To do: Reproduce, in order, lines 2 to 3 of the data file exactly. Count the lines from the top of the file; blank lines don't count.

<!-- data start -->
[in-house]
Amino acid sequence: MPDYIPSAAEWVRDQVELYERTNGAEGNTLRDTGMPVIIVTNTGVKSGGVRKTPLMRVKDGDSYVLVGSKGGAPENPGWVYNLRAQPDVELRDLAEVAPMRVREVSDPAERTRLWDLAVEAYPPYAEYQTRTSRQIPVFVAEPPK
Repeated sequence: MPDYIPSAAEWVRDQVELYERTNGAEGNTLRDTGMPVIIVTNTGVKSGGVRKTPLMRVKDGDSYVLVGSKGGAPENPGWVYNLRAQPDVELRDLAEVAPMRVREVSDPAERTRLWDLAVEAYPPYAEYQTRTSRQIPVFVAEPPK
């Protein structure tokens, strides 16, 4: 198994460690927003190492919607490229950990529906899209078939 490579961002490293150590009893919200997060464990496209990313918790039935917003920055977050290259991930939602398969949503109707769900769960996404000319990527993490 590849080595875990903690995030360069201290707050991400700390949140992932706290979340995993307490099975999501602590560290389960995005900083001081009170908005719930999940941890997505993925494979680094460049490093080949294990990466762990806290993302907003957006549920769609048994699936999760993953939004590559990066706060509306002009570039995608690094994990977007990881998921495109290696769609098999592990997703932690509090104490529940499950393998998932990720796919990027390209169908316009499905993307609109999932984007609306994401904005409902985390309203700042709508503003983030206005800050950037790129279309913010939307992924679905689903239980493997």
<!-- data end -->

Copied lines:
Amino acid sequence: MPDYIPSAAEWVRDQVELYERTNGAEGNTLRDTGMPVIIVTNTGVKSGGVRKTPLMRVKDGDSYVLVGSKGGAPENPGWVYNLRAQPDVELRDLAEVAPMRVREVSDPAERTRLWDLAVEAYPPYAEYQTRTSRQIPVFVAEPPK
Repeated sequence: MPDYIPSAAEWVRDQVELYERTNGAEGNTLRDTGMPVIIVTNTGVKSGGVRKTPLMRVKDGDSYVLVGSKGGAPENPGWVYNLRAQPDVELRDLAEVAPMRVREVSDPAERTRLWDLAVEAYPPYAEYQTRTSRQIPVFVAEPPK